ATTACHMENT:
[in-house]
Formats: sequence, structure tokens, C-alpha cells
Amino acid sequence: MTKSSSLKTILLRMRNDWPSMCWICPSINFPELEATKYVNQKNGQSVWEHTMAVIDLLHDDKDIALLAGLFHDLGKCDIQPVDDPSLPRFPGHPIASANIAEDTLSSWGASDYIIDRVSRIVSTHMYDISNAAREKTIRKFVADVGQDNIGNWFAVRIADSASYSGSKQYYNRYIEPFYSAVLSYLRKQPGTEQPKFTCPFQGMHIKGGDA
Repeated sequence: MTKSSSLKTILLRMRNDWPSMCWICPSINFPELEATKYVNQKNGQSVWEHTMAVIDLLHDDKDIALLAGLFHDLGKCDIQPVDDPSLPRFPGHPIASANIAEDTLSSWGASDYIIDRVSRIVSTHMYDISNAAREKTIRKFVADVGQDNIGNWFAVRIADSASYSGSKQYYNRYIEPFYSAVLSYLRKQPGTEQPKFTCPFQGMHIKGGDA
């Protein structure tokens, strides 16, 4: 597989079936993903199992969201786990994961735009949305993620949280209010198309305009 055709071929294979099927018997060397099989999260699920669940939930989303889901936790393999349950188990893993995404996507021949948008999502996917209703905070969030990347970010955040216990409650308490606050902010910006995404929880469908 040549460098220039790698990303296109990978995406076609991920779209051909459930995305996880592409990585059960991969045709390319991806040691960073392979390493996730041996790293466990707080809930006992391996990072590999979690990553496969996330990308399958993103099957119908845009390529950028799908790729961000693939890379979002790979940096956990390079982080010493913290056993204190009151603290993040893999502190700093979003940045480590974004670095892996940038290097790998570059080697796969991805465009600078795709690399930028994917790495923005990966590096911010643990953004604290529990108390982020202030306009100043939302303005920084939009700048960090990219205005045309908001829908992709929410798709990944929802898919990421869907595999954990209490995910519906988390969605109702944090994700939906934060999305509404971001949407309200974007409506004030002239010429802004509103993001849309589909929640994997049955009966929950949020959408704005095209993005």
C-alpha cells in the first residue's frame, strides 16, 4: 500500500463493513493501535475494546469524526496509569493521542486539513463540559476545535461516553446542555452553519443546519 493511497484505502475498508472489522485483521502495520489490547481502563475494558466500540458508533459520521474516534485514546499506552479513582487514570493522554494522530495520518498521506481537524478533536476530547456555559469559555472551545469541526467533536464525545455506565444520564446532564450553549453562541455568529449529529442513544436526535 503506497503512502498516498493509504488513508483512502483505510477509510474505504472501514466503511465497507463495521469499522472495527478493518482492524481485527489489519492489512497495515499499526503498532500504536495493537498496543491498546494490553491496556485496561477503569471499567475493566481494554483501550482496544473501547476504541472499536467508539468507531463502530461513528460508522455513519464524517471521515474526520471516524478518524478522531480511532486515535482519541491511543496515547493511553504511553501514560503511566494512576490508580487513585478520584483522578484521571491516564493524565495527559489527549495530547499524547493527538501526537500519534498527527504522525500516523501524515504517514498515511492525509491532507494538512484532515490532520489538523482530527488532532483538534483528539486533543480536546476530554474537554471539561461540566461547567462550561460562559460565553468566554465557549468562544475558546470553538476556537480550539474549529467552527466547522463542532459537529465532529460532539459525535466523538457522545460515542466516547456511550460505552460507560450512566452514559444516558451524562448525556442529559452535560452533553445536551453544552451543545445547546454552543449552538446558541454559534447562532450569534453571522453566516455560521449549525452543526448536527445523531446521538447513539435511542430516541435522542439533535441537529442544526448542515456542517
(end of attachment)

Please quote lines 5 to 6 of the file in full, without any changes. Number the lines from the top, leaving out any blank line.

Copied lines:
């Protein structure tokens, strides 16, 4: 597989079936993903199992969201786990994961735009949305993620949280209010198309305009 055709071929294979099927018997060397099989999260699920669940939930989303889901936790393999349950188990893993995404996507021949948008999502996917209703905070969030990347970010955040216990409650308490606050902010910006995404929880469908 040549460098220039790698990303296109990978995406076609991920779209051909459930995305996880592409990585059960991969045709390319991806040691960073392979390493996730041996790293466990707080809930006992391996990072590999979690990553496969996330990308399958993103099957119908845009390529950028799908790729961000693939890379979002790979940096956990390079982080010493913290056993204190009151603290993040893999502190700093979003940045480590974004670095892996940038290097790998570059080697796969991805465009600078795709690399930028994917790495923005990966590096911010643990953004604290529990108390982020202030306009100043939302303005920084939009700048960090990219205005045309908001829908992709929410798709990944929802898919990421869907595999954990209490995910519906988390969605109702944090994700939906934060999305509404971001949407309200974007409506004030002239010429802004509103993001849309589909929640994997049955009966929950949020959408704005095209993005």
C-alpha cells in the first residue's frame, strides 16, 4: 500500500463493513493501535475494546469524526496509569493521542486539513463540559476545535461516553446542555452553519443546519 493511497484505502475498508472489522485483521502495520489490547481502563475494558466500540458508533459520521474516534485514546499506552479513582487514570493522554494522530495520518498521506481537524478533536476530547456555559469559555472551545469541526467533536464525545455506565444520564446532564450553549453562541455568529449529529442513544436526535 503506497503512502498516498493509504488513508483512502483505510477509510474505504472501514466503511465497507463495521469499522472495527478493518482492524481485527489489519492489512497495515499499526503498532500504536495493537498496543491498546494490553491496556485496561477503569471499567475493566481494554483501550482496544473501547476504541472499536467508539468507531463502530461513528460508522455513519464524517471521515474526520471516524478518524478522531480511532486515535482519541491511543496515547493511553504511553501514560503511566494512576490508580487513585478520584483522578484521571491516564493524565495527559489527549495530547499524547493527538501526537500519534498527527504522525500516523501524515504517514498515511492525509491532507494538512484532515490532520489538523482530527488532532483538534483528539486533543480536546476530554474537554471539561461540566461547567462550561460562559460565553468566554465557549468562544475558546470553538476556537480550539474549529467552527466547522463542532459537529465532529460532539459525535466523538457522545460515542466516547456511550460505552460507560450512566452514559444516558451524562448525556442529559452535560452533553445536551453544552451543545445547546454552543449552538446558541454559534447562532450569534453571522453566516455560521449549525452543526448536527445523531446521538447513539435511542430516541435522542439533535441537529442544526448542515456542517